Last week, I took a trip down to New Orleans with a mission to do some major nomming. And man, did we feast like royalty!
On our first morning there, we grabbed beignets from the world famous Cafe Du Monde, which was established in 1862. These little puffs of dough are smothered in powdered sugar, which of course, ended up all over my face and the table, too. There’s never a bad time for beignets, and that’s easy enough to fix in Nola because Cafe Du Monde stays open 24 hours a day, 7 days a week!
Fresh seafood wasn’t hard to come by either. We ate oysters, both raw and dolled up, like the Oysters Rockefeller dish from Royal House you see below. My friend even found a local crawfish boil and sampled a crawfish enchilada dish. The fried pickles that we also ordered that night had just the right amount of seasoning and the batter was light enough to still taste the briny pickles themselves.
Curious to see what all the hype was about at Peche, which recently won two James Beard Foundation Awards for Best New Restaurant and Best Chef: South, we scored a last minute lunch reservation and ordered the Grilled Redfish with Salsa Verde. Clearly, we destroyed it. The sign of a meal prepared (and devoured) right!
There were few times that we even saved room for dessert, but we did try Snowballs as a treat after a long walk through the sculpture park in City Park. They’re sort of like high end snow cones; the ice is finely shaved and the flavor selections at the stand we stopped at ranged from Sweet Nectar Creme to King Cake to more basic flavors like grapefruit and watermelon. Yelp! reviewers suggested adding condensed milk atop our orders, and while I ended up scooping most of mine off, my friend swore that she could eat more of hers for days. I’m not sure that the flavors I chose paired well with the creaminess of the milk.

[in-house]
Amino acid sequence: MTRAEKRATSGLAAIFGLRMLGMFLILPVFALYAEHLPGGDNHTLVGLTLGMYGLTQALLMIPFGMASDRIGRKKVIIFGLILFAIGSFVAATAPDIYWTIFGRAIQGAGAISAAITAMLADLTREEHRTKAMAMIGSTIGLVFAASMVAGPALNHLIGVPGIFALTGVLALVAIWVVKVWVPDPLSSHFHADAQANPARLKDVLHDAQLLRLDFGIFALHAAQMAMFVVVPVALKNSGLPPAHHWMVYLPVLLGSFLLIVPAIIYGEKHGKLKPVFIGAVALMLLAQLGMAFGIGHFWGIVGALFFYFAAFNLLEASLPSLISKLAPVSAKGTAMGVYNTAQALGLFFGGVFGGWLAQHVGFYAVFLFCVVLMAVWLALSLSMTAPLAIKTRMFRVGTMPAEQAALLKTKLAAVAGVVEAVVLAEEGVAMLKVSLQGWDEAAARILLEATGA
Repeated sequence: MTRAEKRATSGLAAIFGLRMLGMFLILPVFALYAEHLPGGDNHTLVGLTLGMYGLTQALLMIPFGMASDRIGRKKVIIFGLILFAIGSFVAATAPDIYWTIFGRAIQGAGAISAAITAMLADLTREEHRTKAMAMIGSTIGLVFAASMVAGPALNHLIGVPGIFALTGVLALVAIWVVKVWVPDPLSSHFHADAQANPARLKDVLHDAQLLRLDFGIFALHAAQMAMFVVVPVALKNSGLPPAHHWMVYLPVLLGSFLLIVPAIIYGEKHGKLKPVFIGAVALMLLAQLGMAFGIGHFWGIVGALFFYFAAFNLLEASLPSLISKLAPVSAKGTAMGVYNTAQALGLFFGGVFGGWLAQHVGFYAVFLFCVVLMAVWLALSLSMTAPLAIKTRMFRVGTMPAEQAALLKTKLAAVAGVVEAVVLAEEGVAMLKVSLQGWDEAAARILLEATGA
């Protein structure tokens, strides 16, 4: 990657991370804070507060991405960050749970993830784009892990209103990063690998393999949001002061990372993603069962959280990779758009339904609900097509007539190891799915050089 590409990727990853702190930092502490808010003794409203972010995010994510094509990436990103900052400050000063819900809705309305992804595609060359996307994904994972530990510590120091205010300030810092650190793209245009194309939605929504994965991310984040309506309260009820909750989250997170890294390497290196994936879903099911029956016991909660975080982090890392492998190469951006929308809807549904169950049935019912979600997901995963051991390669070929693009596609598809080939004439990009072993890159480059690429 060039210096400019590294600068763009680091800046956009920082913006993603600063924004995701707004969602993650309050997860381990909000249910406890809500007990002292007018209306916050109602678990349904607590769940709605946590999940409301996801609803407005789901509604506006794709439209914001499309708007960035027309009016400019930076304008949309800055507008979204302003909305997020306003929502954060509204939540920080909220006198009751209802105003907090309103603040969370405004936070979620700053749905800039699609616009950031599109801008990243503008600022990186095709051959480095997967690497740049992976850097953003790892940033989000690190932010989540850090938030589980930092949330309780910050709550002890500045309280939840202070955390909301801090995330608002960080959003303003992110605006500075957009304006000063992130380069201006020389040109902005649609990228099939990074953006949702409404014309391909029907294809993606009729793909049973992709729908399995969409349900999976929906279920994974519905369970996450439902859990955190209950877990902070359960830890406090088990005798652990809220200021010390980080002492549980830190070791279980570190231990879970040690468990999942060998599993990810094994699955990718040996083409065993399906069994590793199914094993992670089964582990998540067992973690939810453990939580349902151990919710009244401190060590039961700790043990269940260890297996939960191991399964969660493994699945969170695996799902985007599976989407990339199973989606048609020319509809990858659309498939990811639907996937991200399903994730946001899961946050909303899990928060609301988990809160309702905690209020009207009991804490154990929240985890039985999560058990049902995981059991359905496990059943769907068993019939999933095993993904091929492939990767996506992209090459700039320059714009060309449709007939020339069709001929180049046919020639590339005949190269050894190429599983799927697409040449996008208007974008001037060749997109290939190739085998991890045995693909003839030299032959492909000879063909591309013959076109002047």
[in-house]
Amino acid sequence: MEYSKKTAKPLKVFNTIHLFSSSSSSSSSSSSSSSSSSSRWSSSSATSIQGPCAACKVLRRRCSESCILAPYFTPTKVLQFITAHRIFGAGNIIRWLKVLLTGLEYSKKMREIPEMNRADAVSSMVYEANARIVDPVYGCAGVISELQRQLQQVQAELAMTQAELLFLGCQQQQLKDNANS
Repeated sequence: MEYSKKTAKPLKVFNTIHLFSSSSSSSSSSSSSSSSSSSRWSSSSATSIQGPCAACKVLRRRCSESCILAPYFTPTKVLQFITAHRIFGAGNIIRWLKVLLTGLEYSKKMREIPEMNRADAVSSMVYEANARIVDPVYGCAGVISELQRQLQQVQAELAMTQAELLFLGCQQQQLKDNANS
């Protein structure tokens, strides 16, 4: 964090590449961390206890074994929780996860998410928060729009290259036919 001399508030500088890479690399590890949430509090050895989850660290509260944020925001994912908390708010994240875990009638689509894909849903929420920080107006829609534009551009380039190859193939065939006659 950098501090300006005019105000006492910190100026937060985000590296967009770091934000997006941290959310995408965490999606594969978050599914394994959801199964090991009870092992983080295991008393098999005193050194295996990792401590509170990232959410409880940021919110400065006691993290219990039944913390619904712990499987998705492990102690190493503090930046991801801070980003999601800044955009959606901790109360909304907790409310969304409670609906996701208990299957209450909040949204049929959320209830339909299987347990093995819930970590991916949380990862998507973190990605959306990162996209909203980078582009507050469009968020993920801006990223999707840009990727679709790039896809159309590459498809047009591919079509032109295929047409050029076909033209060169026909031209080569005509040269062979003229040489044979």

We also properly prepped our stomachs for the grand, three course meal at Commander’s Palace. It’s located in the Garden District, a lovely neighborhood filled with tree-lined streets and mansions. The restaurant itself is in an old, sprawling, Victorian-style, blue house. The interior is brightly colored with green and yellow striped wallpaper and curtains.
If you go for lunch, they offer $0.25 cent martinis. Yowza, and yes, I definitely had to try ’em! I also ordered Chef Tory’s Classic Creole Luncheon – gumbo; BBQ Gulf Fish with corn coush-coush, charred chilies, and red pepper paint; and the Creole Bread Pudding Souffle. The fish was cooked perfectly and the BBQ sauce was light and subtle, but still had a nice smoky flavor to it. But the best part of the meal was definitely dessert! The souffle was presented to us all properly puffed up. Then the server drizzled it with a whiskey cream sauce that broke the souffle and settled into its center. Dear souffle, I didn’t have room for you, but I made room and you were absolutely delightful. The dessert was served still warm – they’re made to order and take at least 30 minutes to prepare – and each bite was light and fluffy with a sweet, nutty flavor.
The service at Commander’s Palace was also phenomenal. Our waiter was knowledgeable and attentive and each course was presented with pride by the house staff. When we left, we got to walk through their kitchens; they’re open to the general public. We also took a quick tour of the courtyard outdoors and then it was off to explore more of the Garden District.
My last meal in Nola was a sampler plate of Jambalaya, Shrimp Creole and red beans and rice. By the end of our short stay, I was ready to roll myself home like a pleasantly plump baby in need of a MAJOR food coma slumber session. I’ll be back down in the South soon; next up on my travel list is Savannah, Georgia. It’s another city that I’ve never been to before, and I’m looking forward to exploring the harbor.